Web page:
Service technicians can manually turn off the MIL, but OBD systems are designed to automatically turn off the MIL if the conditions that caused a problem are no longer present. If the OBD system evaluates a component or system three consecutive times (with some exceptions) and no longer detects the initial problem, the MIL will turn off automatically.
As a result, drivers may see the MIL turn on and then turn off. For example, if the gas cap is not properly tightened after refueling, the OBD system can detect the vapor leak that exists from the cap not being completely tightened. If the gas cap is subsequently tightened, the MIL should be extinguished within a few days. This is not an indication of a faulty OBD system. In this example, the OBD system has properly diagnosed the problem and accordingly alerted the driver by illuminating the MIL.
If the MIL is turned off manually without correction of the underlying problem that caused the initial MIL illumination, the OBD system will reset the readiness monitors (see “What are readiness monitors?”), and begin the evaluation of the emissions control systems. If the OBD system has not completed the evaluation prior to the emissions test (see “How do readiness monitors affect the automotive repair industry?” and “How can readiness Monitors be set?”), the vehicle will be rejected for “not ready”. If the OBD system completes the evaluation and detects the problem again, the MIL will re-illuminate, and the vehicle will fail the emissions test. Therefore, simply turning off the MIL prior to the emissions test, will NOT allow the vehicle to pass.
1996 and newer vehicles manufactured for sale in the U.S. include software designed to indicate when emissions control systems have a defect that may lead to elevated emissions. These systems include readiness monitors that are used to find out if emissions components have been evaluated. In other words, if all monitors are set to ready, the emission components have been tested.
These monitors are included in the OBD system so overall vehicle condition can be easily assessed electronically at an emissions test station, using a data link connected to the vehicle. To ensure that the data provided to the test station reflects actual vehicle condition, the vehicle computer reports whether or not the data in the computer is current and valid. This check is referred to as “readiness”, and the vehicle will be denied an emissions test if it fails the readiness check.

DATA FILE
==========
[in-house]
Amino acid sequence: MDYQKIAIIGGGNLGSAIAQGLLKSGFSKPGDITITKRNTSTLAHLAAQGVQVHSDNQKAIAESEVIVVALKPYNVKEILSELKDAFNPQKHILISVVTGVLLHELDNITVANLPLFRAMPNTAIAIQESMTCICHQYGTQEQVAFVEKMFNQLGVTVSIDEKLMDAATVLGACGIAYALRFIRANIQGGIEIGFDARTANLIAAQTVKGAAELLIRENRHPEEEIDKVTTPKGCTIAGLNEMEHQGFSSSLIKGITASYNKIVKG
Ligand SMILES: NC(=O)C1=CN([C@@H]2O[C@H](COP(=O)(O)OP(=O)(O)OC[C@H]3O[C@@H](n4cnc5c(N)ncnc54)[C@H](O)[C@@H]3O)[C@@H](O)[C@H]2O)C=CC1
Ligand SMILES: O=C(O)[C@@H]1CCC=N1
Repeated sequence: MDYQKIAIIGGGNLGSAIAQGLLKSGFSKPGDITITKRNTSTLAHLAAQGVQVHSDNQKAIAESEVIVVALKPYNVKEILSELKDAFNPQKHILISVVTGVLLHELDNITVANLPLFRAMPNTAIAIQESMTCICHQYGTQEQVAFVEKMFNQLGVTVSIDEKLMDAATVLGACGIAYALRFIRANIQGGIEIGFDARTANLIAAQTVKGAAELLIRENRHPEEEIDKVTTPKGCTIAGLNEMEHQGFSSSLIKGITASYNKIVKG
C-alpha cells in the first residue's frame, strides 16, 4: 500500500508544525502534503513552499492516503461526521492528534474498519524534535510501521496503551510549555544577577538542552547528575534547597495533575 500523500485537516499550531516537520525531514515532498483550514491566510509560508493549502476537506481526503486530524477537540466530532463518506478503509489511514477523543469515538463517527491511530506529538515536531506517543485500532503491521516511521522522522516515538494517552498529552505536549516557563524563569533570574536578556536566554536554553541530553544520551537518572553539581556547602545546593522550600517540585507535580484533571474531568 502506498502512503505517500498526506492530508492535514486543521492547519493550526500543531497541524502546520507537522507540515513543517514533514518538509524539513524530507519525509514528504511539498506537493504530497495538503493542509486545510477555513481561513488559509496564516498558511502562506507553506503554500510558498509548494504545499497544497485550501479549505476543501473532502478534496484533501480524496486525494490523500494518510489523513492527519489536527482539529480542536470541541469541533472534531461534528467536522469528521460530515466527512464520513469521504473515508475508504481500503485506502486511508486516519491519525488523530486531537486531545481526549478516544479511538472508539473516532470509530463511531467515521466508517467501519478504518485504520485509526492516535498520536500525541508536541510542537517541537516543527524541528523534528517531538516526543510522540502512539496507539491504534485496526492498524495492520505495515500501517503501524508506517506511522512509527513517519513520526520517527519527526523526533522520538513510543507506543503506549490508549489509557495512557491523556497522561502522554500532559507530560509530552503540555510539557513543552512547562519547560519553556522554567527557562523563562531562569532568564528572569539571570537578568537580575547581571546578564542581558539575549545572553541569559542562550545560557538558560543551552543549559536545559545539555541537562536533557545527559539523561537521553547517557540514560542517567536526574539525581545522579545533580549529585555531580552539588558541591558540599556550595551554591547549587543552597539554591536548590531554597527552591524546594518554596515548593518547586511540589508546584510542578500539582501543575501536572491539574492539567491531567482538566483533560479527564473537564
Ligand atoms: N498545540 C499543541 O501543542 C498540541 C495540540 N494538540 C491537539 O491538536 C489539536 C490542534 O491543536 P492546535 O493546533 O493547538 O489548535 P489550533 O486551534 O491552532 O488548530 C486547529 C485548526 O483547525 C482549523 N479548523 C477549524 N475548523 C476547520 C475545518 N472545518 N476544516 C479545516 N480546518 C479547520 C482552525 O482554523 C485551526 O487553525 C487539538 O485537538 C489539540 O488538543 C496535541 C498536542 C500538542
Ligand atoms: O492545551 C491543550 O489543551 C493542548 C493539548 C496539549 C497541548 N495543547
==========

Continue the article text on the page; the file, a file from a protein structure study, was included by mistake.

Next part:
A vehicle can have up to twelve monitors built into the OBD computer system. The most common monitors are:
Depending on the vehicle and the scan tool being used, the language referring to readiness conditions can vary. Some of the possible nomenclature includes:
|If monitor is “ready”||If monitor is “not ready”|
In the past, technicians routinely cleared codes – either before and/or after performing repairs -- as a routine part of the repair process. Clearing codes resets all monitors to a “not ready” status. Some monitors are easily run during normal driving; however, others can take a long time to run. This can cause problems if the vehicle has to return to a test station for a re-test because vehicles can not be tested if a sufficient number of monitors have not run.
Remember, vehicles are rejected when more than two non-continuous readiness monitors are “not ready” for 1996 to 2000 model year vehicles, or when more than one non-continuous readiness monitor is “not ready” for 2001 and newer model year vehicles. Additionally, the catalyst monitor must be “ready” at the time of any re-test after a vehicle failed an initial test for any catalyst code.
By clearing codes during the repair process, shops and technicians may find themselves in situations where the customer takes the vehicle back to an emissions station for a re-test after repairs have been made, but the vehicle is rejected at the station because a sufficient number of monitors are not ready. Therefore, shops and technicians should seriously reconsider the practice of clearing codes on OBD equipped vehicles when that vehicle has to return for an emissions re-test. Shops can protect their Repair Effectiveness Index (REI) by making sure that a sufficient number of monitors are “ready” and bringing vehicles back for a re-test after repairs are complete. After the vehicle passes the re-test, the vehicle can be returned to the customer.
There are many reasons the monitors could be set to “not ready”. One cause is routine maintenance. For instance, if the battery is disconnected for any reason, the monitors of most vehicles are reset. Also, a service technician may have to reset them as part of the repair process. In these cases, the car must be driven to reset the monitors. Some manufacturers advertise driving procedures while others do not. The vehicle manufacturer or a qualified service technician is the best source for this information. Another cause is that there is a problem with the OBD system that prevents one or more monitors from running. In these cases, a qualified technician must diagnose and repair the problem before the monitor will run.